Injured Worker Discusses Long-Term Impact Of Losing Fingers

Timber Services Company Fined £18,000 For Safety Failings

09.12.2013

A 30-year-old man who lost three of his fingers in a workplace accident has explained how the incident has had a long-term impact on his family life.

Shaun Newcomb was unable to work for nine months after he trapped his hand in an unguarded roller conveyor.

The accident happened in March 2012, but he is still coming to terms with the loss of three fingers.
"After it happened I felt agitated and kept losing my temper easily, which was out of character for me," he commented.

"I went through a stage where I didn't want anyone to see my hand."

Mr Newcomb added that his wife was forced to take time off work to look after him as he recovered from the injury and the incident has also affected his children.

He said his young daughter will not hold his hand and his son is also worried about hurting his father when they "play rough and tumble together".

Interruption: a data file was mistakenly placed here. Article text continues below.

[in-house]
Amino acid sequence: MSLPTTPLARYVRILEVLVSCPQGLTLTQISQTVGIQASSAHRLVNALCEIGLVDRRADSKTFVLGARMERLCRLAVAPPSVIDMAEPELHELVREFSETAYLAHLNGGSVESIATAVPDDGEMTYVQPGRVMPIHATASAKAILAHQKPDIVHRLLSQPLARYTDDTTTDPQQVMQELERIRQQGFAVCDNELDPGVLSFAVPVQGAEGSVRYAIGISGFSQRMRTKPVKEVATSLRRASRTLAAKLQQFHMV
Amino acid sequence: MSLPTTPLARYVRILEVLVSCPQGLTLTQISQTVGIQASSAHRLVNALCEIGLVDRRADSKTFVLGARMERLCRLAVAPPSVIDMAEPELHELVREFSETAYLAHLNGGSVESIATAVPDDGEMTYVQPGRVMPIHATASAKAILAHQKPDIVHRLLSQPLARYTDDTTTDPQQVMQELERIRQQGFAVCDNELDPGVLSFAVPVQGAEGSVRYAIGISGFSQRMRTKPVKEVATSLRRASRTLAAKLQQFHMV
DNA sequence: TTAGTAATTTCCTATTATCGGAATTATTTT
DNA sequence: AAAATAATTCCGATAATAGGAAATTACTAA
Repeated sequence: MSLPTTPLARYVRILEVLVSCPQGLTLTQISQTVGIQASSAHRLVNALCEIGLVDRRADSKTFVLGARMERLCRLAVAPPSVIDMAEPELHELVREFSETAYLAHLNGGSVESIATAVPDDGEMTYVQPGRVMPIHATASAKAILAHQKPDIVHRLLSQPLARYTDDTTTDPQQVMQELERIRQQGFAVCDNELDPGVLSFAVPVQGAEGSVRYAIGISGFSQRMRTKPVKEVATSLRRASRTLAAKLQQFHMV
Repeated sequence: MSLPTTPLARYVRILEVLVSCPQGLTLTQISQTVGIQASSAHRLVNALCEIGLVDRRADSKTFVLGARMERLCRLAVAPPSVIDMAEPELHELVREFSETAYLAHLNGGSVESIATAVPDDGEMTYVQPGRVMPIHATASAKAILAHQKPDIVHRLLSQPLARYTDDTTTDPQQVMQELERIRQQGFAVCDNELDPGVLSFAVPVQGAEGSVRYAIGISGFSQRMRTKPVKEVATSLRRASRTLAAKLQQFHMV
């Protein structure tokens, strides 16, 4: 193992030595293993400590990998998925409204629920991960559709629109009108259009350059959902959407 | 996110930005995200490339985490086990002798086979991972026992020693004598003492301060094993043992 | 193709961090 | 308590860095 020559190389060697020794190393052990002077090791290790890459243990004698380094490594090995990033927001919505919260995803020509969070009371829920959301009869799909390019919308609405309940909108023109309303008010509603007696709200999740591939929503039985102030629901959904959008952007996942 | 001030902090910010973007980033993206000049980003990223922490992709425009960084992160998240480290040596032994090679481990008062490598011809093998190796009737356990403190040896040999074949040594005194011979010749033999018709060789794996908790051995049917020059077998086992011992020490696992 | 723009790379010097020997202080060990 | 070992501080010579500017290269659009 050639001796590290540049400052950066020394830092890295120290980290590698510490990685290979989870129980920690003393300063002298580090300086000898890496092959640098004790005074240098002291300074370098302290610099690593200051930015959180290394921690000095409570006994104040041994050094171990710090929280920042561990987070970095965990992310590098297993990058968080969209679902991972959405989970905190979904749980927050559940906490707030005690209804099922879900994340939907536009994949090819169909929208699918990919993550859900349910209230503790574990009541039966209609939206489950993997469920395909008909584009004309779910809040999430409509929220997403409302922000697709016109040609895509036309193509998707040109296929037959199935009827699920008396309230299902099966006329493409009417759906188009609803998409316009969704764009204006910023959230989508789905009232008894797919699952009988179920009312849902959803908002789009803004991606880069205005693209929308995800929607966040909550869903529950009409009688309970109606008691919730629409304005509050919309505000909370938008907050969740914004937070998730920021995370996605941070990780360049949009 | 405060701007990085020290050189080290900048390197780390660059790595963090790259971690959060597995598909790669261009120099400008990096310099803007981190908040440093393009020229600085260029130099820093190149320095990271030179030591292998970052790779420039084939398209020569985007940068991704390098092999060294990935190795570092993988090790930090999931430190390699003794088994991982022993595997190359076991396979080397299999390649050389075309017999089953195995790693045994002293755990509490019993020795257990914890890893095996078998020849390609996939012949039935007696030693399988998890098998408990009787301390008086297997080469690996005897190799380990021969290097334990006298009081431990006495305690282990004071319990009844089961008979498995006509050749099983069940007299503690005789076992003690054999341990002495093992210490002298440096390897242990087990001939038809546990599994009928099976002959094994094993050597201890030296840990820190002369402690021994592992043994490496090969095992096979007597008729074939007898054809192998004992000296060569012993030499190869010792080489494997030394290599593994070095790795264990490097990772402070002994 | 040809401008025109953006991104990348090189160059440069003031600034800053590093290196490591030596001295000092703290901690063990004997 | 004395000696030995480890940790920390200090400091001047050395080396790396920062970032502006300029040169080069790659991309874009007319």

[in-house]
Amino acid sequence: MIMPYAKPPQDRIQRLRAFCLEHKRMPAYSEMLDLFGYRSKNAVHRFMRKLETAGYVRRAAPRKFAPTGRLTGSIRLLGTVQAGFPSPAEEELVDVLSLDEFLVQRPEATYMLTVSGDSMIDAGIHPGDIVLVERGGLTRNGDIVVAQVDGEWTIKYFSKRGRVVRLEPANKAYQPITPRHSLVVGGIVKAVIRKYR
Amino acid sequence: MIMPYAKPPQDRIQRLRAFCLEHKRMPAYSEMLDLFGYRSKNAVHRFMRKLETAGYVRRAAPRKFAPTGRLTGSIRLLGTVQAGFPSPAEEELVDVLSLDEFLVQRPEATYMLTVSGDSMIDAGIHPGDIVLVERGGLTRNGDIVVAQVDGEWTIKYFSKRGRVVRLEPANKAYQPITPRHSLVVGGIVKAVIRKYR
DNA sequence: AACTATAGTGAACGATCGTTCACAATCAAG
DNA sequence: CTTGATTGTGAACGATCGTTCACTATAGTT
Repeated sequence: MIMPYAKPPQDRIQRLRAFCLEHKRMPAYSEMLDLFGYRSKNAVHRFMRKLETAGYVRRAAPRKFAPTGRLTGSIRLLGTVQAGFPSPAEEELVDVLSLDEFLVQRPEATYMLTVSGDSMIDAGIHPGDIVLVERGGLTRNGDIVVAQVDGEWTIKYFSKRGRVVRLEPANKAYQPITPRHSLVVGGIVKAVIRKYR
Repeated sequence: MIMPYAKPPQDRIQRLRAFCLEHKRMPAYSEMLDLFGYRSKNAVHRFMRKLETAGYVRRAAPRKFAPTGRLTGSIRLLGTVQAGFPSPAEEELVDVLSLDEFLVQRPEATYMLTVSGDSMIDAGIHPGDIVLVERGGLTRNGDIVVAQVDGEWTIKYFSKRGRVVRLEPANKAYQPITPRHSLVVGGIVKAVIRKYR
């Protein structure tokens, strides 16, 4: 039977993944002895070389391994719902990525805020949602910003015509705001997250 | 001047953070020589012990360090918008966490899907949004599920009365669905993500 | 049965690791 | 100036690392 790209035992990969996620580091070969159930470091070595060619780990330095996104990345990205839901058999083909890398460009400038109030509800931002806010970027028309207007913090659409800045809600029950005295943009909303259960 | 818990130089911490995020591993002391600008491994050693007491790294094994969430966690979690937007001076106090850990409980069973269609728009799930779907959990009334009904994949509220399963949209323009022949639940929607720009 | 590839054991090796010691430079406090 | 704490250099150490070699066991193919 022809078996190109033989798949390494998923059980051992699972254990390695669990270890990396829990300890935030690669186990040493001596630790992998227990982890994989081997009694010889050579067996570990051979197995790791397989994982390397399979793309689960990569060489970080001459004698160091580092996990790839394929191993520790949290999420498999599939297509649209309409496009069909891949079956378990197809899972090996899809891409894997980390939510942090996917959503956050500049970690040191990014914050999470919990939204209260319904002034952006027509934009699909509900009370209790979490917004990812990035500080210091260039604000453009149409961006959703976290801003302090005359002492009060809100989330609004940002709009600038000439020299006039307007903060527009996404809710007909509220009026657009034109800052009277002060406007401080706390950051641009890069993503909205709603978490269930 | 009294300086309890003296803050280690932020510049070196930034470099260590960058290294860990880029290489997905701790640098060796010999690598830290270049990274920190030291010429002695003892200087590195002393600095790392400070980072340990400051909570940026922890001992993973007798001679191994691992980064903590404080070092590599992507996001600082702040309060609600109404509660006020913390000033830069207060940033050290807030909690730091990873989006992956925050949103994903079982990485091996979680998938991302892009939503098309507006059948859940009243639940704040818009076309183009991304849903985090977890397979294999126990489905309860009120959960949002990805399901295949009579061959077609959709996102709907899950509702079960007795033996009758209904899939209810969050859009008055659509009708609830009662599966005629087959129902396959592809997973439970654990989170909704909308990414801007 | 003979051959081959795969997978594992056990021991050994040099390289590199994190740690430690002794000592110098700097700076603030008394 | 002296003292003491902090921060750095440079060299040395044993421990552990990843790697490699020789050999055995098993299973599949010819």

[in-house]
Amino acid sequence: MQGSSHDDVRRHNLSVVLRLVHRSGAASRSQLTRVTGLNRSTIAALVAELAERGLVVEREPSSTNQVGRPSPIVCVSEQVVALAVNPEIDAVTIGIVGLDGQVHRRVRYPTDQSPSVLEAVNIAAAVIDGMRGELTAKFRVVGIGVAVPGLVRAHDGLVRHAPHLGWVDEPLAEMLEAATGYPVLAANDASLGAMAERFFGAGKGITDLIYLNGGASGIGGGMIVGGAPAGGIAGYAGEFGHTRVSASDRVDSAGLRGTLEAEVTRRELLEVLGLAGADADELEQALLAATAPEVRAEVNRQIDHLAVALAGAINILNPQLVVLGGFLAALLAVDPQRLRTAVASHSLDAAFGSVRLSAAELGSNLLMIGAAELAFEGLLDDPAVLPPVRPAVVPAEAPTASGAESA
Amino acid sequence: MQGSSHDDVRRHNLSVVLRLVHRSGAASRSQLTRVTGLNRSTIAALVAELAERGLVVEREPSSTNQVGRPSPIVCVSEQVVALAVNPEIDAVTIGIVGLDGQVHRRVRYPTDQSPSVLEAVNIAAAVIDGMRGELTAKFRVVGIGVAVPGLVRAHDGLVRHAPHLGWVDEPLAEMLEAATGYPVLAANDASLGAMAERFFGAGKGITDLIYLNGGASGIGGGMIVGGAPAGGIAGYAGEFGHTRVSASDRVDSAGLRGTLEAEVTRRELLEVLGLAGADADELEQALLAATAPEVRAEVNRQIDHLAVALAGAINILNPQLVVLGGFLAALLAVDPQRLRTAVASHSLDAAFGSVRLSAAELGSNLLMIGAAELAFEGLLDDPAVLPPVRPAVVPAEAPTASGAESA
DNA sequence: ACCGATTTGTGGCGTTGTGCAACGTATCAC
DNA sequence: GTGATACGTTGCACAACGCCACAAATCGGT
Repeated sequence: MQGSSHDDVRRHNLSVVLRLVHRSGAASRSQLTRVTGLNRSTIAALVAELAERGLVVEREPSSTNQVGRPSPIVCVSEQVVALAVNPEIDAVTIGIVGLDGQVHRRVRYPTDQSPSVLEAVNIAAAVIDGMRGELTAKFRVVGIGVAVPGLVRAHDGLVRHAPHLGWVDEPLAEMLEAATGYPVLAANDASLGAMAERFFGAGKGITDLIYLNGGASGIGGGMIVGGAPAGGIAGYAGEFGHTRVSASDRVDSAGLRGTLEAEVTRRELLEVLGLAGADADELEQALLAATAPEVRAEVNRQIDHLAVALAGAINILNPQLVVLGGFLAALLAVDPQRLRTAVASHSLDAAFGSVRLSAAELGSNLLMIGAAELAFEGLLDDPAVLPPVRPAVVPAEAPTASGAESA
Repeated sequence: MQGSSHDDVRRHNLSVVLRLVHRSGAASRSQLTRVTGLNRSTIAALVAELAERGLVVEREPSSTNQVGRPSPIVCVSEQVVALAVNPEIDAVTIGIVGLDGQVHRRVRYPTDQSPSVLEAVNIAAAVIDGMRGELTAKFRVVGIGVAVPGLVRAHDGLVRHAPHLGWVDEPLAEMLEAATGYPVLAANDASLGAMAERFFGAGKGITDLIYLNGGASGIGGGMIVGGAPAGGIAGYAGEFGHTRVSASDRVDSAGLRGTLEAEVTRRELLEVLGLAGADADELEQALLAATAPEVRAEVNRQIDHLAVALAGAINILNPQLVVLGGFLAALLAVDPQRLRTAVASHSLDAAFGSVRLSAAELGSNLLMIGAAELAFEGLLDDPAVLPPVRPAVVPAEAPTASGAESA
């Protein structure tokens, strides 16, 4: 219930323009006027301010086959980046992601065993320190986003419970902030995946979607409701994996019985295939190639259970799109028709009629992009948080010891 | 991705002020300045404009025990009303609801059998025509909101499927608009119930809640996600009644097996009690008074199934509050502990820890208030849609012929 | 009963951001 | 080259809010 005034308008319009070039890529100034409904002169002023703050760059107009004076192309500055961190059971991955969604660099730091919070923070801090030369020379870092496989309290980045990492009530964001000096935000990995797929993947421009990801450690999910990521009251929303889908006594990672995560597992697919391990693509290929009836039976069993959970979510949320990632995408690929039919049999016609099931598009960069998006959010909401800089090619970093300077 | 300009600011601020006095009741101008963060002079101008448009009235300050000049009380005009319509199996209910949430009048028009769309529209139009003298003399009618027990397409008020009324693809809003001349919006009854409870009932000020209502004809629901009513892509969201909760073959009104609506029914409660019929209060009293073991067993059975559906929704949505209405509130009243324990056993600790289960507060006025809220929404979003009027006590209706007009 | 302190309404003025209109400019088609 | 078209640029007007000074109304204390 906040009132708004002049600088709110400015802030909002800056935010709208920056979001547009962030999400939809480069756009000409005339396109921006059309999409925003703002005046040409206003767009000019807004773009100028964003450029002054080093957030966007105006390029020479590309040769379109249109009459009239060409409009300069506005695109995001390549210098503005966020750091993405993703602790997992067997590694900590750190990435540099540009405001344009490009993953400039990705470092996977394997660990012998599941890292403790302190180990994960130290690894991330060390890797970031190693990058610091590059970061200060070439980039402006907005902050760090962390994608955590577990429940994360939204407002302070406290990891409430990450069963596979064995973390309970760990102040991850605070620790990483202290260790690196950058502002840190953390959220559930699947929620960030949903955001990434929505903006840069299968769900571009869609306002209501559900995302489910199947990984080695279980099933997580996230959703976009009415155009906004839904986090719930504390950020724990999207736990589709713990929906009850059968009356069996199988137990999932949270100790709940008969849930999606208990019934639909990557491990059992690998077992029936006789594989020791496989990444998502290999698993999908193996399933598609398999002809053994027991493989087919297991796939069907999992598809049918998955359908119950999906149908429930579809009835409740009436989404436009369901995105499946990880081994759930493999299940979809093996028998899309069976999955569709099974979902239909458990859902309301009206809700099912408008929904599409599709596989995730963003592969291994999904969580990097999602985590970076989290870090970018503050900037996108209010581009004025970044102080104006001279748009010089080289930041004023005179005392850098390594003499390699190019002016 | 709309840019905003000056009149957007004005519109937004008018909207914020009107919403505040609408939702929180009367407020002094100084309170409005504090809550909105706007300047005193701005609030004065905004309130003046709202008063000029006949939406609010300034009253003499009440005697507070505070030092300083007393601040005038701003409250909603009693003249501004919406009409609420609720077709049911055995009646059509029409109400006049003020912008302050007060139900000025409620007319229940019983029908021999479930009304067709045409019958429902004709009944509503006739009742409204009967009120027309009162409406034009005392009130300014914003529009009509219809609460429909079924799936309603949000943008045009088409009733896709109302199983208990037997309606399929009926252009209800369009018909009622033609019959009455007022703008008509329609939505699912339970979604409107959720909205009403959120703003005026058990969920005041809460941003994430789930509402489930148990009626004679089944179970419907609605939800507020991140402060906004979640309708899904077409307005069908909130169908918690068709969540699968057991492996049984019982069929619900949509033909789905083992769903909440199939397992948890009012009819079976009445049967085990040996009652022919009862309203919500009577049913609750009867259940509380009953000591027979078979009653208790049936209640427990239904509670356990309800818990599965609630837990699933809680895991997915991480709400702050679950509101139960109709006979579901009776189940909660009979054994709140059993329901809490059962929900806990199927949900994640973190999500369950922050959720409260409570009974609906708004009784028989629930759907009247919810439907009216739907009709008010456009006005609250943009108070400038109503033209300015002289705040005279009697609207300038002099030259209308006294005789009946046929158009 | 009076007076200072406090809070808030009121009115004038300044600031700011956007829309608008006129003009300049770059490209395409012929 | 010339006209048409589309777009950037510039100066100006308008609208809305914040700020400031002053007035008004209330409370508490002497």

Mr Newcomb - who is from Bourne in Lincolnshire - finds it hard to complete basic tasks and is unable to work out in the cold. He has had to relearn how to tie his shoelaces and use a knife.

The accident happened as the worker attempted to clear some blocked wood from the conveyor. As he did so, his hand came into contact with the sprockets and chains that drove the rollers.

An investigation by the Health and Safety Executive (HSE) found that Sewstern Timber Services - which is based in Bury St Edmunds, Suffolk - had failed to assess the risks of using this machinery.

The firm was fined £18,000 and ordered to pay £10,000 in costs after admitting to breaching Section 2 of the Health and Safety at Work Act etc 1974.

Following the hearing at Lincoln Crown Court, HSE inspector Berian Price said the painful, life-changing injuries sustained by Mr Newcomb could have been easily avoided had the business identified the hazards involved in using this piece of equipment.